Over the last few decades, Vitamin E has become popular for various health purposes such as boosting the immune system, protecting the skin from harmful ultraviolet rays, strengthening hair and scalp health, and maintaining good eyesight. Under the Vitamin E family, there are two kinds of chemicals. Tocotrienol is one of them and existing studies suggest that they may possess more potent antioxidant properties compared to the more popular tocopherol.
Over the last few decades, Vitamin E has become popular for its antioxidant activity which defends us from cell deterioration or damage in the long run. It is now used for various health purposes such as boosting the immune system, protecting the skin from harmful ultraviolet rays, strengthening hair and scalp health, and maintaining good eyesight.
Under the Vitamin E family, there are two kinds of chemicals: Tocopherols and tocotrienols. Tocotrienols in particular, however, have exhibited promising cholesterol-lowering activities in the human body.
How do antioxidants help fight disease?
Within our bodies, there are naturally-occurring molecules called free radicals, which are unstable atoms that can play a role in different kinds of illnesses and diseases. Antioxidants respond to these free radicals by destroying them.
CoQ10 and tocotrienol are an emerging blend of synergistic antioxidants that have shown promise in helping support the immune system’s health and protect individuals from cardiovascular diseases.
Is tocotrienol better than tocopherol? What’s the difference?
Tocotrienol and tocopherol are both considered true forms of Vitamin E. However, tocotrienols are less commonly found in nature. Furthermore, researchers state that the typical diet consists of more tocopherols than tocotrienols; most supplements contain much higher levels of tocopherols as well.
While tocotrienol and tocopherol differ in terms of chemical composition, existing studies suggest that tocotrienols may possess more potent antioxidant properties compared to tocopherol.
If I have a health problem, will tocotrienol help me?
Antioxidants like tocotrienol may help combat or reduce the risk of developing chronic illnesses but cannot cure individuals’ health conditions. The following are some benefits associated with tocotrienol.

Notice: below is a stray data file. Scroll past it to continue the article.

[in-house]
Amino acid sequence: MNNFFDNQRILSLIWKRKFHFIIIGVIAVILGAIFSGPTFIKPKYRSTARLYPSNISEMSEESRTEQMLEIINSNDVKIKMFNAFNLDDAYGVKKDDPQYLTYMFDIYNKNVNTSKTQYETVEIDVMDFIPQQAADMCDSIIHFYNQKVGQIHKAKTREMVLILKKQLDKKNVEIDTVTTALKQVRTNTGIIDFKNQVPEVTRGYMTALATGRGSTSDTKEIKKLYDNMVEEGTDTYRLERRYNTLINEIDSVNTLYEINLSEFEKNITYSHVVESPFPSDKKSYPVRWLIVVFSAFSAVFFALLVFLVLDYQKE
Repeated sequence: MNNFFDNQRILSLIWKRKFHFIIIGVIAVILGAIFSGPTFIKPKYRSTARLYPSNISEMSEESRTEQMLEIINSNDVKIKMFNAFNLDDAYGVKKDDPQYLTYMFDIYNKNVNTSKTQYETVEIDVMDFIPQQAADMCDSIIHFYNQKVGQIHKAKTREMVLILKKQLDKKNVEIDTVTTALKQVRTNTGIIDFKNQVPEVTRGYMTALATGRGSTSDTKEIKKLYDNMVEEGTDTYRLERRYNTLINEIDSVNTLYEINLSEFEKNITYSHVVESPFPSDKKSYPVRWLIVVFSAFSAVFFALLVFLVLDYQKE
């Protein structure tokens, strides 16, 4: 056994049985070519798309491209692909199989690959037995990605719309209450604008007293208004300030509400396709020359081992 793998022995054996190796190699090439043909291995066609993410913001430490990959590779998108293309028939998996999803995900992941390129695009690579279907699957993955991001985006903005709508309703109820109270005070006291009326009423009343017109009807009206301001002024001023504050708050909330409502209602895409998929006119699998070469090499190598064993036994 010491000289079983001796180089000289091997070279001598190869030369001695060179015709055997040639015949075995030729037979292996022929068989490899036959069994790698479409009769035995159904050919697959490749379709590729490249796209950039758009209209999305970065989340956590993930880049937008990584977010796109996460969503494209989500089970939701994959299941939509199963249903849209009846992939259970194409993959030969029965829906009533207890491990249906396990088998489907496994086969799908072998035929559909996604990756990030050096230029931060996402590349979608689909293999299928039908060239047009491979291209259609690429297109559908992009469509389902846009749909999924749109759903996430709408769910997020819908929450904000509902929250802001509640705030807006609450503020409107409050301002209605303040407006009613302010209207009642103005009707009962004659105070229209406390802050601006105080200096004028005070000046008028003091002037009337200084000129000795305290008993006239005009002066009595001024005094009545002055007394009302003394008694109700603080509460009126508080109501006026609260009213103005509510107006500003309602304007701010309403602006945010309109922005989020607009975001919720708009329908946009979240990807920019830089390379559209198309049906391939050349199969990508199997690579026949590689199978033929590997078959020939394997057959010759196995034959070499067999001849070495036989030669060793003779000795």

Hair and skin health - If there is an abundance of free radicals in the body, these can wreak havoc on the cells that make hair growth and repair possible. A study conducted in 2010 found that among people suffering from hair loss, those who took tocotrienol supplements saw an increase in hair growth of about 34.5%.
Neurological or brain diseases - Research suggests that tocotrienol’s antioxidant properties can help protect individuals from ischaemic stroke and similar cerebrovascular disorders.
- Anti-inflammation - Studies have shown promise in tocotrienol’s potential to exhibit anti-inflammatory activities in the human body. It may also prevent persistent inflammation called inflammaging.
What is inflammaging?
Most cells are strong enough to withstand the stress of ensuring proper bodily function, while others grow weak or die—giving rise to constant cellular inflammation.
Free radicals, in large part, also contribute to cell aging. When levels of free radicals in the body are left uncontrolled, cell aging accelerates the onset of diseases that may lead to organ damage or failure.
Food intake is one avenue to boost our bodily absorption of tocotrienols, and oats, olive oil, and corn are some of the most common dietary sources. Taking dietary supplements is another way to increase tocotrienol levels in the body. The typical recommended dosage ranges from 15 milligrams to 100 milligrams per day.
Will tocotrienol interact with my medications?
Currently, research on tocotrienol’s interaction with other medications is lacking. However, seek medical advice if you are taking any blood-thinning medications and iron supplements before starting your course of tocotrienol supplements.
IMPORTANT: Consult your healthcare professional before taking any supplements with tocotrienol.
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